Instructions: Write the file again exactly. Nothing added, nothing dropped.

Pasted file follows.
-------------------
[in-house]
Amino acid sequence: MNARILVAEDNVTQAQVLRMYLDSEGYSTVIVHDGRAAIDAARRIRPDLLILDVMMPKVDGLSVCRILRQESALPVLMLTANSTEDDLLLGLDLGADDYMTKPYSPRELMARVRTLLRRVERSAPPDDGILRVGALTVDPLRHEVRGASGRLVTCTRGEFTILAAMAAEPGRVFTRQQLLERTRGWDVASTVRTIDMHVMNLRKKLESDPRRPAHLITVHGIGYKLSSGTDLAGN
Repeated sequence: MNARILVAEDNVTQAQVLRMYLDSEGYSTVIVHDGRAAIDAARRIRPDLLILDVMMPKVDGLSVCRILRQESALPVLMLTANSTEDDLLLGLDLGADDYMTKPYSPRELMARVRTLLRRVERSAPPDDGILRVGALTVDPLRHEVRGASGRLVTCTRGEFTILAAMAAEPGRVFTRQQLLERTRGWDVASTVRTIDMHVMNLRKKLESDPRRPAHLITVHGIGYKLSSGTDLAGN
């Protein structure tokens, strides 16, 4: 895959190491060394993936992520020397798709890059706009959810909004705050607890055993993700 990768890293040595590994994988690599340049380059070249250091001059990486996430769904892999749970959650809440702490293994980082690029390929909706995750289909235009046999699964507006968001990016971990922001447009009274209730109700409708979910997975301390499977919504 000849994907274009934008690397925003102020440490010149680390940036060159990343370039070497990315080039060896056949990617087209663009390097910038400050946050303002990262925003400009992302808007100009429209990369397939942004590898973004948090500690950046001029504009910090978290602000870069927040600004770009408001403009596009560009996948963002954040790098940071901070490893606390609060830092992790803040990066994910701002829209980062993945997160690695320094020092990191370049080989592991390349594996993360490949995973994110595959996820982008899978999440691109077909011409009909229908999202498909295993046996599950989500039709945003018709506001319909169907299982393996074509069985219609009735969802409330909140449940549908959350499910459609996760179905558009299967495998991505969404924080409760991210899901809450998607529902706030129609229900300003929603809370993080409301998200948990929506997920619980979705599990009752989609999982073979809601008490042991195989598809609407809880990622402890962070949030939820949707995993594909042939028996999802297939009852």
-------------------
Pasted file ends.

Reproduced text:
[in-house]
Amino acid sequence: MNARILVAEDNVTQAQVLRMYLDSEGYSTVIVHDGRAAIDAARRIRPDLLILDVMMPKVDGLSVCRILRQESALPVLMLTANSTEDDLLLGLDLGADDYMTKPYSPRELMARVRTLLRRVERSAPPDDGILRVGALTVDPLRHEVRGASGRLVTCTRGEFTILAAMAAEPGRVFTRQQLLERTRGWDVASTVRTIDMHVMNLRKKLESDPRRPAHLITVHGIGYKLSSGTDLAGN
Repeated sequence: MNARILVAEDNVTQAQVLRMYLDSEGYSTVIVHDGRAAIDAARRIRPDLLILDVMMPKVDGLSVCRILRQESALPVLMLTANSTEDDLLLGLDLGADDYMTKPYSPRELMARVRTLLRRVERSAPPDDGILRVGALTVDPLRHEVRGASGRLVTCTRGEFTILAAMAAEPGRVFTRQQLLERTRGWDVASTVRTIDMHVMNLRKKLESDPRRPAHLITVHGIGYKLSSGTDLAGN
């Protein structure tokens, strides 16, 4: 895959190491060394993936992520020397798709890059706009959810909004705050607890055993993700 990768890293040595590994994988690599340049380059070249250091001059990486996430769904892999749970959650809440702490293994980082690029390929909706995750289909235009046999699964507006968001990016971990922001447009009274209730109700409708979910997975301390499977919504 000849994907274009934008690397925003102020440490010149680390940036060159990343370039070497990315080039060896056949990617087209663009390097910038400050946050303002990262925003400009992302808007100009429209990369397939942004590898973004948090500690950046001029504009910090978290602000870069927040600004770009408001403009596009560009996948963002954040790098940071901070490893606390609060830092992790803040990066994910701002829209980062993945997160690695320094020092990191370049080989592991390349594996993360490949995973994110595959996820982008899978999440691109077909011409009909229908999202498909295993046996599950989500039709945003018709506001319909169907299982393996074509069985219609009735969802409330909140449940549908959350499910459609996760179905558009299967495998991505969404924080409760991210899901809450998607529902706030129609229900300003929603809370993080409301998200948990929506997920619980979705599990009752989609999982073979809601008490042991195989598809609407809880990622402890962070949030939820949707995993594909042939028996999802297939009852």